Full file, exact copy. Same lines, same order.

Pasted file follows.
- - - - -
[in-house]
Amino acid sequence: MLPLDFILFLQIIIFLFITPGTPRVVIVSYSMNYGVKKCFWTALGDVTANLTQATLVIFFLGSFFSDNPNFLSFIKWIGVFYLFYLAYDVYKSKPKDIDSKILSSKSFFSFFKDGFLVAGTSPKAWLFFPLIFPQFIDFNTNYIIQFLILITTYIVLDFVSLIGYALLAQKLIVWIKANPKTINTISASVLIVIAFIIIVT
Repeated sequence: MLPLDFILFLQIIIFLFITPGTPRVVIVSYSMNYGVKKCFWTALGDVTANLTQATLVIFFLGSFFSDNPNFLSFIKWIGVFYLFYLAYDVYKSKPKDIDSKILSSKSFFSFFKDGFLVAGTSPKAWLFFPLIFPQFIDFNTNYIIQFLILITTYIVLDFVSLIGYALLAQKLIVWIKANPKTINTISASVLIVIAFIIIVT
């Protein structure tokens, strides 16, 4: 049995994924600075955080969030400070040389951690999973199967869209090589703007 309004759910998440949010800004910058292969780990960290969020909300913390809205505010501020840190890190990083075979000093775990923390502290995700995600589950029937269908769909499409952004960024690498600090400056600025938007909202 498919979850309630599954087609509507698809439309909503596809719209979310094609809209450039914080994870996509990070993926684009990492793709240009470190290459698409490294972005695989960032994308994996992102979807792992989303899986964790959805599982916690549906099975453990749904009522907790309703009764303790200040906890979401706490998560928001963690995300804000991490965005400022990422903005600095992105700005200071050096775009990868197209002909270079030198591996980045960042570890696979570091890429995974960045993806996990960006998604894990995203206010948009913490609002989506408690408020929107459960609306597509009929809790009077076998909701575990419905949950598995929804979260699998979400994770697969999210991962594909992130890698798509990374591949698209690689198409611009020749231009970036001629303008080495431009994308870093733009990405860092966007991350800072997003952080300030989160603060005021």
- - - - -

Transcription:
[in-house]
Amino acid sequence: MLPLDFILFLQIIIFLFITPGTPRVVIVSYSMNYGVKKCFWTALGDVTANLTQATLVIFFLGSFFSDNPNFLSFIKWIGVFYLFYLAYDVYKSKPKDIDSKILSSKSFFSFFKDGFLVAGTSPKAWLFFPLIFPQFIDFNTNYIIQFLILITTYIVLDFVSLIGYALLAQKLIVWIKANPKTINTISASVLIVIAFIIIVT
Repeated sequence: MLPLDFILFLQIIIFLFITPGTPRVVIVSYSMNYGVKKCFWTALGDVTANLTQATLVIFFLGSFFSDNPNFLSFIKWIGVFYLFYLAYDVYKSKPKDIDSKILSSKSFFSFFKDGFLVAGTSPKAWLFFPLIFPQFIDFNTNYIIQFLILITTYIVLDFVSLIGYALLAQKLIVWIKANPKTINTISASVLIVIAFIIIVT
């Protein structure tokens, strides 16, 4: 049995994924600075955080969030400070040389951690999973199967869209090589703007 309004759910998440949010800004910058292969780990960290969020909300913390809205505010501020840190890190990083075979000093775990923390502290995700995600589950029937269908769909499409952004960024690498600090400056600025938007909202 498919979850309630599954087609509507698809439309909503596809719209979310094609809209450039914080994870996509990070993926684009990492793709240009470190290459698409490294972005695989960032994308994996992102979807792992989303899986964790959805599982916690549906099975453990749904009522907790309703009764303790200040906890979401706490998560928001963690995300804000991490965005400022990422903005600095992105700005200071050096775009990868197209002909270079030198591996980045960042570890696979570091890429995974960045993806996990960006998604894990995203206010948009913490609002989506408690408020929107459960609306597509009929809790009077076998909701575990419905949950598995929804979260699998979400994770697969999210991962594909992130890698798509990374591949698209690689198409611009020749231009970036001629303008080495431009994308870093733009990405860092966007991350800072997003952080300030989160603060005021």